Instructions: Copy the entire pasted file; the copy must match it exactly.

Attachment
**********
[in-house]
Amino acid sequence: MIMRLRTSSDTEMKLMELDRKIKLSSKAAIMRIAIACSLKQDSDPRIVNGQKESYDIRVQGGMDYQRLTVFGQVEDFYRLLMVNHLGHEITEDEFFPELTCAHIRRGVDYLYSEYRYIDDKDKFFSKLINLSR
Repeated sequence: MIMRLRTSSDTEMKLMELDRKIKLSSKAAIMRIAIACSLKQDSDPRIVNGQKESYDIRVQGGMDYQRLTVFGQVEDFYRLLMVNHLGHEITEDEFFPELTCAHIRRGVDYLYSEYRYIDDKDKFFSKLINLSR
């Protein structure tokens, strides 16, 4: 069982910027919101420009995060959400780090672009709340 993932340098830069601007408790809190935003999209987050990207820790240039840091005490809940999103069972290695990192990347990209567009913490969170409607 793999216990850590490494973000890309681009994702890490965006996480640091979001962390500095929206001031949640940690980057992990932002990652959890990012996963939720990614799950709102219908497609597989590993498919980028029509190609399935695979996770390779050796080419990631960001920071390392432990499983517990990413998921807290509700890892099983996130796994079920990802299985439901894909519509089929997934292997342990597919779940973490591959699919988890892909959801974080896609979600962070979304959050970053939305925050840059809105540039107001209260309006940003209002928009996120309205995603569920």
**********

[in-house]
Amino acid sequence: MIMRLRTSSDTEMKLMELDRKIKLSSKAAIMRIAIACSLKQDSDPRIVNGQKESYDIRVQGGMDYQRLTVFGQVEDFYRLLMVNHLGHEITEDEFFPELTCAHIRRGVDYLYSEYRYIDDKDKFFSKLINLSR
Repeated sequence: MIMRLRTSSDTEMKLMELDRKIKLSSKAAIMRIAIACSLKQDSDPRIVNGQKESYDIRVQGGMDYQRLTVFGQVEDFYRLLMVNHLGHEITEDEFFPELTCAHIRRGVDYLYSEYRYIDDKDKFFSKLINLSR
């Protein structure tokens, strides 16, 4: 069982910027919101420009995060959400780090672009709340 993932340098830069601007408790809190935003999209987050990207820790240039840091005490809940999103069972290695990192990347990209567009913490969170409607 793999216990850590490494973000890309681009994702890490965006996480640091979001962390500095929206001031949640940690980057992990932002990652959890990012996963939720990614799950709102219908497609597989590993498919980028029509190609399935695979996770390779050796080419990631960001920071390392432990499983517990990413998921807290509700890892099983996130796994079920990802299985439901894909519509089929997934292997342990597919779940973490591959699919988890892909959801974080896609979600962070979304959050970053939305925050840059809105540039107001209260309006940003209002928009996120309205995603569920």